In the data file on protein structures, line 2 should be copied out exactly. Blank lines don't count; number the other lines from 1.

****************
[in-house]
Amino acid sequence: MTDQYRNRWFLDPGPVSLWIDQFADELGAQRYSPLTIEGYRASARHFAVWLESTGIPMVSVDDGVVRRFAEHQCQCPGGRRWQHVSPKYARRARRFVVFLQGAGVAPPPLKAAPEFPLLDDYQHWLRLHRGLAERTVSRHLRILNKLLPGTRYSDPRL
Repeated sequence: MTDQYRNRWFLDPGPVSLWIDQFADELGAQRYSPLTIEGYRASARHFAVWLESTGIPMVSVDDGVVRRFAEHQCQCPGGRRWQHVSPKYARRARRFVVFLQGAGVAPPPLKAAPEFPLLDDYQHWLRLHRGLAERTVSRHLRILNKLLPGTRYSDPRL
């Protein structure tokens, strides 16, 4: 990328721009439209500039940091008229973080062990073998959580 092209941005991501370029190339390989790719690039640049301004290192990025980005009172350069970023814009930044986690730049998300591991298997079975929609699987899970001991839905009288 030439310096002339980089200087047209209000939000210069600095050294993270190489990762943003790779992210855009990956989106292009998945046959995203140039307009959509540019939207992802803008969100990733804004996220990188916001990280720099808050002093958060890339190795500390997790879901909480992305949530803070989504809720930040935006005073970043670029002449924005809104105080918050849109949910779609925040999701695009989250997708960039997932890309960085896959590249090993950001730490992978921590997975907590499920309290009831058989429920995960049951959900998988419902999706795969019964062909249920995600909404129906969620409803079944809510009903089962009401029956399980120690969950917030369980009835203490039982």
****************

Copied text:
Amino acid sequence: MTDQYRNRWFLDPGPVSLWIDQFADELGAQRYSPLTIEGYRASARHFAVWLESTGIPMVSVDDGVVRRFAEHQCQCPGGRRWQHVSPKYARRARRFVVFLQGAGVAPPPLKAAPEFPLLDDYQHWLRLHRGLAERTVSRHLRILNKLLPGTRYSDPRL